A while back, my bathroom sink was draining slowly for the first time I could remember in my years in this apartment. Called maintenance, and he loosened the drain “stopper” and used a plunger. Out came this black gritty stuff, almost like tea. Well, I don’t drink tea, especially not over the bathroom sink - just the usual stuff (wash hands, shave with electric razor while cleaning it over the tub, toothbrushing, Listerine, etc.). Well, that seemed to clear it up.
Until recently. I tried going in myself with stiff pieces of cardboard, and the black stuff is back. It’s accompanied by this other black/brownish stuff (not sure if it’s the same) further down that smells rancid when wet (but considering what goes on over the typical sink, I guess that’s not surprising).
Any ideas what this stuff is, and why it’s only shown up over the past year or so?
Have you had new neighbors move in in the past year?
I have the same problem with you, only it’s my bathtub drain. If I forget to close off the drain, I will sometimes discover the same black gritty stuff that looks like coffee grinds, along with other bits of vegetable matter and such. The problem stems from the neighbor whose kitchen plumbing shares a connection in the wall with my bathroom. According to the super, he has a bad habit of dumping everything down his kitchen drain as if it were a garbage disposal (which it’s not), so that when the drain inevitably clogs and he clears it out under pressure, some of the junk will back up into my tub. It’s disgusting. :mad:
The guy gets threatened with fines from the co-op board for abusing the plumbing and stops for a while… but then starts all over again. The super says at this point, since the man is elderly and clearly not of a mind to change his ways, I should just document the occurrences and notify the co-op board if the backed up crap damages my tub liner. sigh
The black gritty stuff in your sink drain is a nice little combination of decomposed hair, soap, and toothpaste grit, for the most part.
I’ve seen gritty gravelly stuff in faucets sometimes, from mineral accumulations, I always assumed. Drains are usually full of a mix of hair, soap scum and mildew; the mildew smells rancid and dyes everything black.
A tip: Pour boiling water down drains every so often. It helps dissolve and flush out accumulated soap, oils and so on, and discourages the mildew. One reason bathroom drains get so nasty is that they rarely have more than lukewarm water run through them, unlike the kitchen sink, which gets a hosing every time you drain pasta.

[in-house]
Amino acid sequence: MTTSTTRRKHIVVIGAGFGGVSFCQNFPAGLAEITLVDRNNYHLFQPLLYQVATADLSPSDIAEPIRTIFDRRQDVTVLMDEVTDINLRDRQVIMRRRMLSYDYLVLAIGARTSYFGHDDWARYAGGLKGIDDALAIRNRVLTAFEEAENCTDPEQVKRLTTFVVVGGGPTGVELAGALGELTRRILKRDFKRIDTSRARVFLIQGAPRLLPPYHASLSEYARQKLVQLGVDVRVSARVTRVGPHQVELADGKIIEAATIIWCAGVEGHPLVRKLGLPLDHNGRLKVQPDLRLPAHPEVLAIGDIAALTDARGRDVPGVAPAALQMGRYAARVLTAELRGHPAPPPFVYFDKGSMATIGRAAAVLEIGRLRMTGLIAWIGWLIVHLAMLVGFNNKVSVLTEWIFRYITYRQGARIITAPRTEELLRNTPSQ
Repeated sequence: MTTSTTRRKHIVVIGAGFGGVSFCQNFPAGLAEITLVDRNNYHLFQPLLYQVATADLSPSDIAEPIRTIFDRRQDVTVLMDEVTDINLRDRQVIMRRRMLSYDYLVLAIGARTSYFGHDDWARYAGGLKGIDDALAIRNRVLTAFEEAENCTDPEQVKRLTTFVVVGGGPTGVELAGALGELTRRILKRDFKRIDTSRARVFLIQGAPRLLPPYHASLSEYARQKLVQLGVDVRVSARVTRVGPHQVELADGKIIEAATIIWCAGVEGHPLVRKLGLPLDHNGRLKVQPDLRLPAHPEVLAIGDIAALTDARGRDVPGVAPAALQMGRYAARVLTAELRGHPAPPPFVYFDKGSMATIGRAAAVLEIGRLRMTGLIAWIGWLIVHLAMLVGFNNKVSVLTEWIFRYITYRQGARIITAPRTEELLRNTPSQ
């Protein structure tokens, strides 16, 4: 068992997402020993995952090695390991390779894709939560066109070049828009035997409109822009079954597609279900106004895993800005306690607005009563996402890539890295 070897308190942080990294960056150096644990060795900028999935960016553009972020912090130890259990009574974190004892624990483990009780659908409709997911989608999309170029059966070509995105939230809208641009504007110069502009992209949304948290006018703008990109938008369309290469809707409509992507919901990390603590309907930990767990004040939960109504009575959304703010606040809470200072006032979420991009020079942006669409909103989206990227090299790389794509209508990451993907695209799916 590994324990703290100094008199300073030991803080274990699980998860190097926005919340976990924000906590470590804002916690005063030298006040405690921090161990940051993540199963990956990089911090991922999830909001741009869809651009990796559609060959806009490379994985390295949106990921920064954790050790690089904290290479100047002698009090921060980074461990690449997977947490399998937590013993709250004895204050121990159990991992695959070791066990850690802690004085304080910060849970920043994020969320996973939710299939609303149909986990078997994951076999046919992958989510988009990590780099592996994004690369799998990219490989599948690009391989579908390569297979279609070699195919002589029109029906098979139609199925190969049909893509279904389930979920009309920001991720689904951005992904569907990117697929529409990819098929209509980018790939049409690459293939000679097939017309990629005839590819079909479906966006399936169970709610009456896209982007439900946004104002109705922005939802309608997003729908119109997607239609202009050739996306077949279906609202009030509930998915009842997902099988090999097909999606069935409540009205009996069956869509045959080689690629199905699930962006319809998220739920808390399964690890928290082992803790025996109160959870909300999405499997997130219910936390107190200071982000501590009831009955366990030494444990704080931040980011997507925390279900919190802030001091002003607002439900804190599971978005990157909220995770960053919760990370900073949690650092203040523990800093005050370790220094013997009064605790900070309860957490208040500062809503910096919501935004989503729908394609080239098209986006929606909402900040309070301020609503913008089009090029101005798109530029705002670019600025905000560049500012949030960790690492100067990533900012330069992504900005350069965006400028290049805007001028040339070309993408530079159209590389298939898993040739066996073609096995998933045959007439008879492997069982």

My bathroom sink plugs up on the average of once about every month and a half. It’s a combination (in my case) of shaving residue (soap and whiskers), toothpaste and plain old soap from washing hands etc. I pour about a third of an 80 oz. bottle of Drano Max GEL down the drain a let it set for between a half hour to an hour. Then run hot water down the drain until it drains free with the hot water on full blast.
The above stuff and some water sources have high magenese in the water that can even turn the water black and it stinks. A smaller amount may add to the black and smell of the sink drain.
An occasional tablespoon of good old fashioned NaOH does wonders to keep them running free. Would I lye?
If you think the black stuff in your sink drain is gross, don’t look under the rubber garbadge disposal shield in your kitchen sink. :eek:
I pour straight bleach down all my drains about once every three months or so, and then follow that 15 minutes later with boiling hot water. That seems to do the trick.
Too late. I did it, to clean it out because of poor drainage. The sight wasn’t what killed me, but the smell. Oh, LORD, the smell!
A less toxic solution to drain problems is plain old washing soda. Dissolve a 1/4 cup of it in a gallon of hot water once a month and send it down the drain. Washing soda dissolves fat & grease. Buy it in the laundry aisle.
An environmentally safe alternative (well, it works better as a preventative) is to pack the drain with baking soda. I mean really pack it in there. Then slowly pour about 2 to 3 cups of vinegar into the drain. Very slowly. Let sit for 1/2 an hour then rinse with hot or boiling water. It helps clean the gunk out of the pipes before they get massively clogged. It really works if you do it about every 2-3 months. But once the drain is a mess, yeah, I reach for the Drano.